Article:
This documentary film was scheduled to screen at South by Southwest (SXSW). Screen Zealots will continue some of our planned coverage of SXSW, the annual film festival in Austin, Texas that was cancelled due to the Coronavirus pandemic.
Crafting a documentary that tackles a heavy subject like children’s grief is no breezy undertaking, and director Katrine Philip brings a straightforward, candid, and sincere style to “An Elephant in the Room.”
This emotionally exhausting film follows a group of kids as they work through rage, sadness, and a sense of helplessness with counselors at the Good Grief community in New Jersey. It’s one of the most honest and raw looks at the heartbreak that consumes a person when they lose a loved one.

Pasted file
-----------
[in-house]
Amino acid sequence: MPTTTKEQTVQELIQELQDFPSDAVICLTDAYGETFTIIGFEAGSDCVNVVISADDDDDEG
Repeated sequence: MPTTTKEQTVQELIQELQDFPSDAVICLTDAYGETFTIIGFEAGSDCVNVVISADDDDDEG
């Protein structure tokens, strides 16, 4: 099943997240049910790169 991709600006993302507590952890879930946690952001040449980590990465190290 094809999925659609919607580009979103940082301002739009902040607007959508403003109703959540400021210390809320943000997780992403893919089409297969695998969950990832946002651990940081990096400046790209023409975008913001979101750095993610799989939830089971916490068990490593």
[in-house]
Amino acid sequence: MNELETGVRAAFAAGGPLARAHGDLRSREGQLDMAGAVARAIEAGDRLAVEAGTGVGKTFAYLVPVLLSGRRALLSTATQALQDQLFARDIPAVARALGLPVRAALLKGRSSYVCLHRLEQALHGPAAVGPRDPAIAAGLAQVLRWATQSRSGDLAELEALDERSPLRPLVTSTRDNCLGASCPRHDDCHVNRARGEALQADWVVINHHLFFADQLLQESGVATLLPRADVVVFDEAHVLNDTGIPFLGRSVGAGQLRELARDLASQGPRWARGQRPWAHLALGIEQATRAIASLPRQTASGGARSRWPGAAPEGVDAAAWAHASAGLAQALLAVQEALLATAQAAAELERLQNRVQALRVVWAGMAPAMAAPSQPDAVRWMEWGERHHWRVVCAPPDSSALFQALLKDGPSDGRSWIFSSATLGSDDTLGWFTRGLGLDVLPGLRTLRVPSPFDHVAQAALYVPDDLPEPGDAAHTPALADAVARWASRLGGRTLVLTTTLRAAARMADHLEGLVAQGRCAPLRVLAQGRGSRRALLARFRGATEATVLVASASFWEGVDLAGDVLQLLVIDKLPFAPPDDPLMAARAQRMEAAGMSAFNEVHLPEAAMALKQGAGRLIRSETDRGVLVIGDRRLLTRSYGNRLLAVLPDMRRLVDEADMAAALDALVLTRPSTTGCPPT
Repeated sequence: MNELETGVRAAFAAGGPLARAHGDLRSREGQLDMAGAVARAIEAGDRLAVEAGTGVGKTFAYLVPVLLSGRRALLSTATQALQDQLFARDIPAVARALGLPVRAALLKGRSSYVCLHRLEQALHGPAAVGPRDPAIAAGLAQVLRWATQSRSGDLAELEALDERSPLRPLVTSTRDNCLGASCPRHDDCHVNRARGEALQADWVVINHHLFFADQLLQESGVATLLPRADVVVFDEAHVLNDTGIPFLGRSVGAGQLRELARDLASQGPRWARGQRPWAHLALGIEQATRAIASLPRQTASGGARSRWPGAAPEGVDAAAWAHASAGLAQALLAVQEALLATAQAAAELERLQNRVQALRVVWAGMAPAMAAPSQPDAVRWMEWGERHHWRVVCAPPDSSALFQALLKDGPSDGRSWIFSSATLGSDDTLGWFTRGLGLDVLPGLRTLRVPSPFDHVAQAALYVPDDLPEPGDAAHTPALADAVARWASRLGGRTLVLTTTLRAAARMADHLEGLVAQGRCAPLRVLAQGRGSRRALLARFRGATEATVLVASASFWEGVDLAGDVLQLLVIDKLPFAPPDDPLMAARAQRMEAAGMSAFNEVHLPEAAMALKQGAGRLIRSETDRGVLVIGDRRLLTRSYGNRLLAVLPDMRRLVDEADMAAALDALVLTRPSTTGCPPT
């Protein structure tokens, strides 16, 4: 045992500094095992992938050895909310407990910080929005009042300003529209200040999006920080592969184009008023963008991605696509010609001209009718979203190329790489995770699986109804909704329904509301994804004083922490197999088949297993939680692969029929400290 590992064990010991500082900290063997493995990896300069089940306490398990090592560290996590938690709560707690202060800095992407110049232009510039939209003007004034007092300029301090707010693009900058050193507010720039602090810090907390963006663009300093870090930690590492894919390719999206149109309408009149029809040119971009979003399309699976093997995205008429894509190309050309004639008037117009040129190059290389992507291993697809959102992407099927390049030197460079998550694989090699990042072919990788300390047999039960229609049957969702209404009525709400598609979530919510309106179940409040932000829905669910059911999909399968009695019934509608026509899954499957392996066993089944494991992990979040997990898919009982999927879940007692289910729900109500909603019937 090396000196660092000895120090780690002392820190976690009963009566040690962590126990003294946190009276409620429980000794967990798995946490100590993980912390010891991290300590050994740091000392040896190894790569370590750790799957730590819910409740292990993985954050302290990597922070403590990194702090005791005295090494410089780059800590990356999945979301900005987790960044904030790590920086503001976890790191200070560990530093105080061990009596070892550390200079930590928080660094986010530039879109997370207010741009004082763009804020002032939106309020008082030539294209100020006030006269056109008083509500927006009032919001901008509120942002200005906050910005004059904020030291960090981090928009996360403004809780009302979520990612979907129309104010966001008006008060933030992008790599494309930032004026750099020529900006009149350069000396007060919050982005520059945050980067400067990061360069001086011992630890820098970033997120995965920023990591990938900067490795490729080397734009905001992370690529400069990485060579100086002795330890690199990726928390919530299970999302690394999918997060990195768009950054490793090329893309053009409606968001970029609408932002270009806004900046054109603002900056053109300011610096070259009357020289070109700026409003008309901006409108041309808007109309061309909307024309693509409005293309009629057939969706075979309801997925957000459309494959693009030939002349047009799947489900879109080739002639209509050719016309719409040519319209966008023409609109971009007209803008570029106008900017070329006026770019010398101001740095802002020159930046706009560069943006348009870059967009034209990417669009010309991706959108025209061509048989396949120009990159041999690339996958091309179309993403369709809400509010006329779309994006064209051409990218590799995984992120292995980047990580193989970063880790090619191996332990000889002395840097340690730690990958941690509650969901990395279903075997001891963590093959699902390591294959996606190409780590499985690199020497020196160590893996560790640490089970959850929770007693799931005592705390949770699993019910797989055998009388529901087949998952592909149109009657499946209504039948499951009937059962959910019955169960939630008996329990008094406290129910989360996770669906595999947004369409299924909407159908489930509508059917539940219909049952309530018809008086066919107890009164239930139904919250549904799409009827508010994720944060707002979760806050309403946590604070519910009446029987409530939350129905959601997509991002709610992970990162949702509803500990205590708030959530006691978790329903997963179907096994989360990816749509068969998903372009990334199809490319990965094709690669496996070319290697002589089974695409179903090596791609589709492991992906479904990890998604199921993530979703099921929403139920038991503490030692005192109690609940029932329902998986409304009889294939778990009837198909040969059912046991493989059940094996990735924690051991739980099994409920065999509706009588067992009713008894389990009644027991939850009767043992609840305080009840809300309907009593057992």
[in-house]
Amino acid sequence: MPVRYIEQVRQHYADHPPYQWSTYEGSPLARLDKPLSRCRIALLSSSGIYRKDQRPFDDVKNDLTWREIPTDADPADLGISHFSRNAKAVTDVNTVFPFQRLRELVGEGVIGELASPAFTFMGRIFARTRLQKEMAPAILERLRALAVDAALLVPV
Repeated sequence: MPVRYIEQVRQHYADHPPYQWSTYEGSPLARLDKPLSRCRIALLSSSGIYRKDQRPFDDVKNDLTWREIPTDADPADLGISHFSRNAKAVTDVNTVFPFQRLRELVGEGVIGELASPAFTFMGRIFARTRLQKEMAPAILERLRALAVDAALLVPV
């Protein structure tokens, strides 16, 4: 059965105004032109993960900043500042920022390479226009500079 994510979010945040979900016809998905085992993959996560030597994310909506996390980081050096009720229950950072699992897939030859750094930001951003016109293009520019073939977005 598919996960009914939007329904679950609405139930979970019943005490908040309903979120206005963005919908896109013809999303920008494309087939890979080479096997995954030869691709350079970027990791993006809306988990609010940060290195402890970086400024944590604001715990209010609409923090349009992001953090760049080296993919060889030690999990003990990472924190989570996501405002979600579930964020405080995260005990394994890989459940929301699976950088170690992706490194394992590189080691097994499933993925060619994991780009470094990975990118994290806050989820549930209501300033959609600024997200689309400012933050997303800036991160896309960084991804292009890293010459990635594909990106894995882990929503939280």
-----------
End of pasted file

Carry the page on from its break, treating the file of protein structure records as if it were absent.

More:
Over the course of a year, the documentary follows a group of children and films their weekly meetings at the grief counseling center. What unfolds is an often heartbreaking and sometimes uplifting exploration of death as seen through a child’s eyes.
The most gut-wrenching scene is when a little girl describes her dad’s suicide, and the melancholy of watching a young boy say goodbye to a “sick” teddy bear will rip your heart out.
The film is sensitive enough to create a sad yet hopeful look at how people can come together to heal with a shared bond of grief and empathy. When in mourning, it will always help to have a listening ear and a shoulder to lean on, no matter your age.
At least COVID-19’ll be out here by May